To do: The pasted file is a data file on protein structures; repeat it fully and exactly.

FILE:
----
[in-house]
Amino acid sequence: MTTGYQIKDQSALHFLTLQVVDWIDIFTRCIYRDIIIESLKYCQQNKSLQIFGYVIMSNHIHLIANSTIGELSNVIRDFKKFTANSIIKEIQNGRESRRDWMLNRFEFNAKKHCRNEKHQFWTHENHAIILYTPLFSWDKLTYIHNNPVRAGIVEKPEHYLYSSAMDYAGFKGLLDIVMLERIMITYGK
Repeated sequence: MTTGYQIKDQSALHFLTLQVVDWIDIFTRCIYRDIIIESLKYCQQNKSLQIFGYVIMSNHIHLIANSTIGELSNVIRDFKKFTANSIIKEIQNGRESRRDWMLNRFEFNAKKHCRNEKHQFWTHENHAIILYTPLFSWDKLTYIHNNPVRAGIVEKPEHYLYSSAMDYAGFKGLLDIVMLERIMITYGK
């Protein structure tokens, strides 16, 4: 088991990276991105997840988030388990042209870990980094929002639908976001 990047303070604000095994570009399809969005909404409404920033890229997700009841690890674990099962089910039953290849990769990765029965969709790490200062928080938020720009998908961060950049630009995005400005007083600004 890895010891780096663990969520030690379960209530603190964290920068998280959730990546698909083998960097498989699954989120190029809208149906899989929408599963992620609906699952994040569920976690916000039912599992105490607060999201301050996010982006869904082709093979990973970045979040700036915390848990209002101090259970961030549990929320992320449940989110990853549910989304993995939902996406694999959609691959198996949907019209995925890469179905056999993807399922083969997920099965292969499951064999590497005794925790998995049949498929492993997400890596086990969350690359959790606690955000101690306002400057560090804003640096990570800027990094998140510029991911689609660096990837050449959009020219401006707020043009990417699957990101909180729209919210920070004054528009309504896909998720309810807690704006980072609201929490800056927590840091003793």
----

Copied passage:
[in-house]
Amino acid sequence: MTTGYQIKDQSALHFLTLQVVDWIDIFTRCIYRDIIIESLKYCQQNKSLQIFGYVIMSNHIHLIANSTIGELSNVIRDFKKFTANSIIKEIQNGRESRRDWMLNRFEFNAKKHCRNEKHQFWTHENHAIILYTPLFSWDKLTYIHNNPVRAGIVEKPEHYLYSSAMDYAGFKGLLDIVMLERIMITYGK
Repeated sequence: MTTGYQIKDQSALHFLTLQVVDWIDIFTRCIYRDIIIESLKYCQQNKSLQIFGYVIMSNHIHLIANSTIGELSNVIRDFKKFTANSIIKEIQNGRESRRDWMLNRFEFNAKKHCRNEKHQFWTHENHAIILYTPLFSWDKLTYIHNNPVRAGIVEKPEHYLYSSAMDYAGFKGLLDIVMLERIMITYGK
């Protein structure tokens, strides 16, 4: 088991990276991105997840988030388990042209870990980094929002639908976001 990047303070604000095994570009399809969005909404409404920033890229997700009841690890674990099962089910039953290849990769990765029965969709790490200062928080938020720009998908961060950049630009995005400005007083600004 890895010891780096663990969520030690379960209530603190964290920068998280959730990546698909083998960097498989699954989120190029809208149906899989929408599963992620609906699952994040569920976690916000039912599992105490607060999201301050996010982006869904082709093979990973970045979040700036915390848990209002101090259970961030549990929320992320449940989110990853549910989304993995939902996406694999959609691959198996949907019209995925890469179905056999993807399922083969997920099965292969499951064999590497005794925790998995049949498929492993997400890596086990969350690359959790606690955000101690306002400057560090804003640096990570800027990094998140510029991911689609660096990837050449959009020219401006707020043009990417699957990101909180729209919210920070004054528009309504896909998720309810807690704006980072609201929490800056927590840091003793």